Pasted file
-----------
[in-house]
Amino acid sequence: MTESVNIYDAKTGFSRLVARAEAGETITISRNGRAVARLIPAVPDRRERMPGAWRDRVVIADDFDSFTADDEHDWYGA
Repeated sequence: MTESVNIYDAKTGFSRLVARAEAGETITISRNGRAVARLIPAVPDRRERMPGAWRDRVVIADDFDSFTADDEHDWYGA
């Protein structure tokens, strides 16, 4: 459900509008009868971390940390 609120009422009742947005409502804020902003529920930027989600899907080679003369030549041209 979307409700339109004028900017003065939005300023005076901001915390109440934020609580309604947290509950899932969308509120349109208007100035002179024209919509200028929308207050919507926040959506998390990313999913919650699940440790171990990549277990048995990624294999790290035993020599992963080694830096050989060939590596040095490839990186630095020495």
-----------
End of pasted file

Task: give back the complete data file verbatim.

[in-house]
Amino acid sequence: MTESVNIYDAKTGFSRLVARAEAGETITISRNGRAVARLIPAVPDRRERMPGAWRDRVVIADDFDSFTADDEHDWYGA
Repeated sequence: MTESVNIYDAKTGFSRLVARAEAGETITISRNGRAVARLIPAVPDRRERMPGAWRDRVVIADDFDSFTADDEHDWYGA
């Protein structure tokens, strides 16, 4: 459900509008009868971390940390 609120009422009742947005409502804020902003529920930027989600899907080679003369030549041209 979307409700339109004028900017003065939005300023005076901001915390109440934020609580309604947290509950899932969308509120349109208007100035002179024209919509200028929308207050919507926040959506998390990313999913919650699940440790171990990549277990048995990624294999790290035993020599992963080694830096050989060939590596040095490839990186630095020495």